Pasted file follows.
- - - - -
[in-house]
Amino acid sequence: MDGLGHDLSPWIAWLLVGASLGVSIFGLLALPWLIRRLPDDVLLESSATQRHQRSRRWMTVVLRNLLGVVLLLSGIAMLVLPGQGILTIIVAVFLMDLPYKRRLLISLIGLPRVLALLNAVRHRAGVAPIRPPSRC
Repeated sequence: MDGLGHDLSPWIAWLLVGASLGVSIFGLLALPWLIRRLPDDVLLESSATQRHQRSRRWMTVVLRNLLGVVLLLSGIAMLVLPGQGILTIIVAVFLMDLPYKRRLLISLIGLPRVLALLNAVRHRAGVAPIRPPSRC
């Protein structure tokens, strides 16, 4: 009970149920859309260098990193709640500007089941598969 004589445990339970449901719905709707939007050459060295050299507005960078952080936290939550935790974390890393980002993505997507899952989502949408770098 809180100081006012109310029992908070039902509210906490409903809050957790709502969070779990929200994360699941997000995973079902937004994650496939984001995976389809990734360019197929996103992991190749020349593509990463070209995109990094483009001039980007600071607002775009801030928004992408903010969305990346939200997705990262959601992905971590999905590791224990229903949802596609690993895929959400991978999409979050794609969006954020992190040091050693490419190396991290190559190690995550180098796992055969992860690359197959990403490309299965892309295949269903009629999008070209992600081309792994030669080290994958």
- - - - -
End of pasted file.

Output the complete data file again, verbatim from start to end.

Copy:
[in-house]
Amino acid sequence: MDGLGHDLSPWIAWLLVGASLGVSIFGLLALPWLIRRLPDDVLLESSATQRHQRSRRWMTVVLRNLLGVVLLLSGIAMLVLPGQGILTIIVAVFLMDLPYKRRLLISLIGLPRVLALLNAVRHRAGVAPIRPPSRC
Repeated sequence: MDGLGHDLSPWIAWLLVGASLGVSIFGLLALPWLIRRLPDDVLLESSATQRHQRSRRWMTVVLRNLLGVVLLLSGIAMLVLPGQGILTIIVAVFLMDLPYKRRLLISLIGLPRVLALLNAVRHRAGVAPIRPPSRC
């Protein structure tokens, strides 16, 4: 009970149920859309260098990193709640500007089941598969 004589445990339970449901719905709707939007050459060295050299507005960078952080936290939550935790974390890393980002993505997507899952989502949408770098 809180100081006012109310029992908070039902509210906490409903809050957790709502969070779990929200994360699941997000995973079902937004994650496939984001995976389809990734360019197929996103992991190749020349593509990463070209995109990094483009001039980007600071607002775009801030928004992408903010969305990346939200997705990262959601992905971590999905590791224990229903949802596609690993895929959400991978999409979050794609969006954020992190040091050693490419190396991290190559190690995550180098796992055969992860690359197959990403490309299965892309295949269903009629999008070209992600081309792994030669080290994958």